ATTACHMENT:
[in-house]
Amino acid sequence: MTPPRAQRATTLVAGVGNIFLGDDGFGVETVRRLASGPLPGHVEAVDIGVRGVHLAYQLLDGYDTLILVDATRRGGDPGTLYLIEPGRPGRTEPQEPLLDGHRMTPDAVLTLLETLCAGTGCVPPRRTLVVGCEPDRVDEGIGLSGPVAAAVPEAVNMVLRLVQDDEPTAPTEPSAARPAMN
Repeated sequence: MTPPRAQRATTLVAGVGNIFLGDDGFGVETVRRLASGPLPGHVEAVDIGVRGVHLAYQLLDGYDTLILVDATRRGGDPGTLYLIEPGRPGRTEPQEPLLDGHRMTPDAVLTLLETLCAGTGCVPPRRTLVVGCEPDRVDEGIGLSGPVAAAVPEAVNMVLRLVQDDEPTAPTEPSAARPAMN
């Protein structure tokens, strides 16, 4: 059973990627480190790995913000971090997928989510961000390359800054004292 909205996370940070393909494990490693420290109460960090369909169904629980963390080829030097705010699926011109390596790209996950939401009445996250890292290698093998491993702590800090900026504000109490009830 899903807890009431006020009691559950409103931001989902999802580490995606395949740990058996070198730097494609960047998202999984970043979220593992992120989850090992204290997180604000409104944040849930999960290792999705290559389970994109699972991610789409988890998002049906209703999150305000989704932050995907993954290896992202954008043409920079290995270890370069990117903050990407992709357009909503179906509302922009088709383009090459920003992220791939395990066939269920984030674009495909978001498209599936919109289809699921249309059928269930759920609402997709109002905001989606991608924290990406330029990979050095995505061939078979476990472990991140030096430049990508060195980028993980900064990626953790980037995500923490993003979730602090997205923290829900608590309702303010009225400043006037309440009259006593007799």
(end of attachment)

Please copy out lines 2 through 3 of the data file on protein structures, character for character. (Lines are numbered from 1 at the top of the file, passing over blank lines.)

Amino acid sequence: MTPPRAQRATTLVAGVGNIFLGDDGFGVETVRRLASGPLPGHVEAVDIGVRGVHLAYQLLDGYDTLILVDATRRGGDPGTLYLIEPGRPGRTEPQEPLLDGHRMTPDAVLTLLETLCAGTGCVPPRRTLVVGCEPDRVDEGIGLSGPVAAAVPEAVNMVLRLVQDDEPTAPTEPSAARPAMN
Repeated sequence: MTPPRAQRATTLVAGVGNIFLGDDGFGVETVRRLASGPLPGHVEAVDIGVRGVHLAYQLLDGYDTLILVDATRRGGDPGTLYLIEPGRPGRTEPQEPLLDGHRMTPDAVLTLLETLCAGTGCVPPRRTLVVGCEPDRVDEGIGLSGPVAAAVPEAVNMVLRLVQDDEPTAPTEPSAARPAMN